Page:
On appeal from the Supreme Court.
For the appellant, Samuel P. Orlando.
For the respondent, Vincent L. Gallaher.
The opinion of the court was delivered by
HETFIELD, J. This is an appeal of the defendant's from a judgment of the Supreme Court, which affirmed a judgment entered in favor of the plaintiff on a jury's verdict in the Camden County Court of Common Pleas.
It is alleged that on the night of October 20th, 1935, the plaintiff's intestate, Leo C. Augustine, Jr., together with one Jean Edwards and the defendant, Christian F. Haas, Jr., were riding in an automobile owned and operated by the defendant. As the car was turning from what is known as the Chatsworth road into the Hammonton-New Gretna road, in Burlington county, it skidded and collided with a tree, and as a result, the decedent, Augustine, received injuries which caused his death.
The sole ground upon which the appellant seeks a reversal of the judgment below is that the trial judge erred in submitting to the jury the question of whether the decedent was defendant's invitee or a licensee. The defendant argues, in substance, that the plaintiff failed to prove the decedent entered the car as an invitee, and that the proof clearly indicates the decedent was a licensee, and that being so, the defendant breached no duty which he assumed after he permitted the decedent to ride in his car.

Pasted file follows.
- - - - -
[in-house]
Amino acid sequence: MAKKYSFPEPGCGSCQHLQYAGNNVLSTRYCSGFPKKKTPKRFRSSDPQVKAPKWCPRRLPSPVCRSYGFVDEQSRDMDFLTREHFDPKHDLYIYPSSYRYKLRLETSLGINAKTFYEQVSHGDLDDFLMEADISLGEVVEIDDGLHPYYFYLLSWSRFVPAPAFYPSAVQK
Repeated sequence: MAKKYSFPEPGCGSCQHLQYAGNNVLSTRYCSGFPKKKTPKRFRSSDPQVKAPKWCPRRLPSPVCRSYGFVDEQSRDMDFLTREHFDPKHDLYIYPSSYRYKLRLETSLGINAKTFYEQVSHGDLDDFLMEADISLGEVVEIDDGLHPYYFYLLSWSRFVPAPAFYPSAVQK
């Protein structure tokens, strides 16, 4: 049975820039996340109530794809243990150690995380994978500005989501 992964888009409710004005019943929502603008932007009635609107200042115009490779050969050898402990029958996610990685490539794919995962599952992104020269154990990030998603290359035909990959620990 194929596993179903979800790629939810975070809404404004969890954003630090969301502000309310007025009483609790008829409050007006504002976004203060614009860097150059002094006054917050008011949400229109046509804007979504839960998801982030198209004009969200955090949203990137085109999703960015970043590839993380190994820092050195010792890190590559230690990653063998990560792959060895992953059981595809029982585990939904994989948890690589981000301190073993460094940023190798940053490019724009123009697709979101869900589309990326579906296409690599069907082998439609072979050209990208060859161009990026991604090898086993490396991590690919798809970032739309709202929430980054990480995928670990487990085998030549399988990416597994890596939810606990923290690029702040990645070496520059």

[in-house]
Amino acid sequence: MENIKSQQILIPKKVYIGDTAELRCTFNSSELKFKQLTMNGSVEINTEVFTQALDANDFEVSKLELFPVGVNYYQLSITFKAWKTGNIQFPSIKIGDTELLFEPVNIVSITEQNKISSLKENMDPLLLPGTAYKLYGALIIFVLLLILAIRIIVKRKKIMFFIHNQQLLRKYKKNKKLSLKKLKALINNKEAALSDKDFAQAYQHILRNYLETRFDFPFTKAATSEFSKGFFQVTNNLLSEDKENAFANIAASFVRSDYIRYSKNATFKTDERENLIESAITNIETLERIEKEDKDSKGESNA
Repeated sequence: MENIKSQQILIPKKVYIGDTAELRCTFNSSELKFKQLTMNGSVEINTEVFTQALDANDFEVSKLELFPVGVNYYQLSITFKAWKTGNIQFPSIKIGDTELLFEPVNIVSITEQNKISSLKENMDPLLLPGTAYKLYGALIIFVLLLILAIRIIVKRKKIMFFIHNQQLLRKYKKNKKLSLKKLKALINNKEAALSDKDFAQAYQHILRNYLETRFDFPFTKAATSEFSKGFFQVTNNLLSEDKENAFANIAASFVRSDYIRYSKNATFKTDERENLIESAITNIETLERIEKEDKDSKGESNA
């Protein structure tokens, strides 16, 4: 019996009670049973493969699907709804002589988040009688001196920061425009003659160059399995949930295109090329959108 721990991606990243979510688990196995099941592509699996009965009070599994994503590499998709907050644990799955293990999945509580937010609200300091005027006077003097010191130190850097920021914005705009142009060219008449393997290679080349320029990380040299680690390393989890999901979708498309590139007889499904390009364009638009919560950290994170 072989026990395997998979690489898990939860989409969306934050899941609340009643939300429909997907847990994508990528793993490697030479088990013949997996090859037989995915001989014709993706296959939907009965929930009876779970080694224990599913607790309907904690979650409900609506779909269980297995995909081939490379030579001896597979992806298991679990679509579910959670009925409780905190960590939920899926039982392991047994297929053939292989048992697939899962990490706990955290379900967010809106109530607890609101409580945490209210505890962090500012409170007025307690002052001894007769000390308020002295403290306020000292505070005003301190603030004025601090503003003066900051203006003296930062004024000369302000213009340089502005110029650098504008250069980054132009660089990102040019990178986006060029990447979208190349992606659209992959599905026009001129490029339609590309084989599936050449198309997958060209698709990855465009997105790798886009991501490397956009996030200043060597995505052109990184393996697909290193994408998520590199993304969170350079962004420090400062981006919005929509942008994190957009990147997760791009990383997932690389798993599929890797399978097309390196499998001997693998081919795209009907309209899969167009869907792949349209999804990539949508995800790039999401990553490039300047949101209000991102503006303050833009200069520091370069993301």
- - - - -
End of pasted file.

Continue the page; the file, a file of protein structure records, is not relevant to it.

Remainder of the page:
There was evidence to show that all of the parties occupying the car at the time of the accident had been attending an outing of the Rod and Gun Club, at Chatsworth, and that about seven o'clock in the evening one Caroline L. Gallagher, who was also present at the affair, approached the defendant and inquired if he would permit the decedent, who was not present at the time, to ride in his car as he had no other means of transportation. The defendant consented, and Mrs. Gallagher then went to a cabin where the decedent was, and informed him of what she had done. The decedent came out and walked toward where the defendant and his car were stationed, and as he did so, was invited by the defendant to get into the car. The defendant, when testifying, admitted that he said to the decedent, "come on in. I will take you up."
In an action for injuries the question whether the injured party was an invitee or a licensee is one for the jury, unless from the facts only one inference can be drawn, in which case the question is for the court.
In view of the proof as presented by the record we think the trial court properly permitted the jury to determine whether the defendant invited the decedent or merely acquiesced to his presence in the car.
Judgment under review will be affirmed.
For affirmance -- THE CHANCELLOR, CASE, BODINE, DONGES, HEHER, PERSKIE, PORTER, HETFIELD, DEAR, WELLS, ...